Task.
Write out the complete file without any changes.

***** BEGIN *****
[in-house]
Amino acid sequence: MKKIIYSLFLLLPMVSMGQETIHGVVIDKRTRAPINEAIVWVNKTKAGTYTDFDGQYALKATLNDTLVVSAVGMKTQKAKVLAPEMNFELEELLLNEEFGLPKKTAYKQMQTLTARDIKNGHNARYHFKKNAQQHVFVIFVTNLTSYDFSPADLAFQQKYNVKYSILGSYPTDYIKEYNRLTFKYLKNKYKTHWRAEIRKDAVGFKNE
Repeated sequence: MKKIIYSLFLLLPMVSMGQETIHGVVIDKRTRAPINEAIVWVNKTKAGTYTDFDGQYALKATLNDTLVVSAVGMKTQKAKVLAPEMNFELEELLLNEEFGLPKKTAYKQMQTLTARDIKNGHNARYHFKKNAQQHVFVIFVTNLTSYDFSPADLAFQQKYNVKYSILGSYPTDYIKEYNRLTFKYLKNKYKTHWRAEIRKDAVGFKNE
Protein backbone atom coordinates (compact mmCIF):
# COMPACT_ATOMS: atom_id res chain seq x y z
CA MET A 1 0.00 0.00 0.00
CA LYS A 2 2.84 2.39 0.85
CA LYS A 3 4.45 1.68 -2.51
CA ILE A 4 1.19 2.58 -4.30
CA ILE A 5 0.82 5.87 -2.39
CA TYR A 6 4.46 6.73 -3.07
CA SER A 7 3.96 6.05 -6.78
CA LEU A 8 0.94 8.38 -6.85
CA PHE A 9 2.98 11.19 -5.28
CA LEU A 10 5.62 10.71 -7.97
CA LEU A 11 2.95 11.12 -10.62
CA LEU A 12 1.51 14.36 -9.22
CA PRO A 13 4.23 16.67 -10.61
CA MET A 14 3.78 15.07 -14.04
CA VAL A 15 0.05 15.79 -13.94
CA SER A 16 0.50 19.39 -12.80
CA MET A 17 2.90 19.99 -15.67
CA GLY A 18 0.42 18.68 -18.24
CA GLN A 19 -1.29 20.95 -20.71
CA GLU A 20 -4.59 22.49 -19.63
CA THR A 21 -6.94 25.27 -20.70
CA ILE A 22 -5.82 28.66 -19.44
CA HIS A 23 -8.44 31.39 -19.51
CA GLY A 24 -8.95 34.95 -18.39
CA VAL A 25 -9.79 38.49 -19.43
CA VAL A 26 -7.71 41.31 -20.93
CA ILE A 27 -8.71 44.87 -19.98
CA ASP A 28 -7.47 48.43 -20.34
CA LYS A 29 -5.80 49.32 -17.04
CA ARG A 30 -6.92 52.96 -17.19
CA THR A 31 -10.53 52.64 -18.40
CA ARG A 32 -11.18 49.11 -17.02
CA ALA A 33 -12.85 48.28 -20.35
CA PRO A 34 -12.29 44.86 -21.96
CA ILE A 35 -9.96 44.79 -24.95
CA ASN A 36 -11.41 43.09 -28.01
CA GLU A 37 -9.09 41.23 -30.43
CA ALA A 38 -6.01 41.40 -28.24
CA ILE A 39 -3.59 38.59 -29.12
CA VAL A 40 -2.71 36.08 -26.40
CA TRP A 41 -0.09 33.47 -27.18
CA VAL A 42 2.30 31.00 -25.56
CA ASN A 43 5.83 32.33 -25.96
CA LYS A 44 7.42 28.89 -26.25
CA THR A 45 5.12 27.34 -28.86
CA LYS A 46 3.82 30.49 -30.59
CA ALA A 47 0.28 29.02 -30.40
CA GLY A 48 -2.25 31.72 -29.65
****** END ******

[in-house]
Amino acid sequence: MKKIIYSLFLLLPMVSMGQETIHGVVIDKRTRAPINEAIVWVNKTKAGTYTDFDGQYALKATLNDTLVVSAVGMKTQKAKVLAPEMNFELEELLLNEEFGLPKKTAYKQMQTLTARDIKNGHNARYHFKKNAQQHVFVIFVTNLTSYDFSPADLAFQQKYNVKYSILGSYPTDYIKEYNRLTFKYLKNKYKTHWRAEIRKDAVGFKNE
Repeated sequence: MKKIIYSLFLLLPMVSMGQETIHGVVIDKRTRAPINEAIVWVNKTKAGTYTDFDGQYALKATLNDTLVVSAVGMKTQKAKVLAPEMNFELEELLLNEEFGLPKKTAYKQMQTLTARDIKNGHNARYHFKKNAQQHVFVIFVTNLTSYDFSPADLAFQQKYNVKYSILGSYPTDYIKEYNRLTFKYLKNKYKTHWRAEIRKDAVGFKNE
Protein backbone atom coordinates (compact mmCIF):
# COMPACT_ATOMS: atom_id res chain seq x y z
CA MET A 1 0.00 0.00 0.00
CA LYS A 2 2.84 2.39 0.85
CA LYS A 3 4.45 1.68 -2.51
CA ILE A 4 1.19 2.58 -4.30
CA ILE A 5 0.82 5.87 -2.39
CA TYR A 6 4.46 6.73 -3.07
CA SER A 7 3.96 6.05 -6.78
CA LEU A 8 0.94 8.38 -6.85
CA PHE A 9 2.98 11.19 -5.28
CA LEU A 10 5.62 10.71 -7.97
CA LEU A 11 2.95 11.12 -10.62
CA LEU A 12 1.51 14.36 -9.22
CA PRO A 13 4.23 16.67 -10.61
CA MET A 14 3.78 15.07 -14.04
CA VAL A 15 0.05 15.79 -13.94
CA SER A 16 0.50 19.39 -12.80
CA MET A 17 2.90 19.99 -15.67
CA GLY A 18 0.42 18.68 -18.24
CA GLN A 19 -1.29 20.95 -20.71
CA GLU A 20 -4.59 22.49 -19.63
CA THR A 21 -6.94 25.27 -20.70
CA ILE A 22 -5.82 28.66 -19.44
CA HIS A 23 -8.44 31.39 -19.51
CA GLY A 24 -8.95 34.95 -18.39
CA VAL A 25 -9.79 38.49 -19.43
CA VAL A 26 -7.71 41.31 -20.93
CA ILE A 27 -8.71 44.87 -19.98
CA ASP A 28 -7.47 48.43 -20.34
CA LYS A 29 -5.80 49.32 -17.04
CA ARG A 30 -6.92 52.96 -17.19
CA THR A 31 -10.53 52.64 -18.40
CA ARG A 32 -11.18 49.11 -17.02
CA ALA A 33 -12.85 48.28 -20.35
CA PRO A 34 -12.29 44.86 -21.96
CA ILE A 35 -9.96 44.79 -24.95
CA ASN A 36 -11.41 43.09 -28.01
CA GLU A 37 -9.09 41.23 -30.43
CA ALA A 38 -6.01 41.40 -28.24
CA ILE A 39 -3.59 38.59 -29.12
CA VAL A 40 -2.71 36.08 -26.40
CA TRP A 41 -0.09 33.47 -27.18
CA VAL A 42 2.30 31.00 -25.56
CA ASN A 43 5.83 32.33 -25.96
CA LYS A 44 7.42 28.89 -26.25
CA THR A 45 5.12 27.34 -28.86
CA LYS A 46 3.82 30.49 -30.59
CA ALA A 47 0.28 29.02 -30.40
CA GLY A 48 -2.25 31.72 -29.65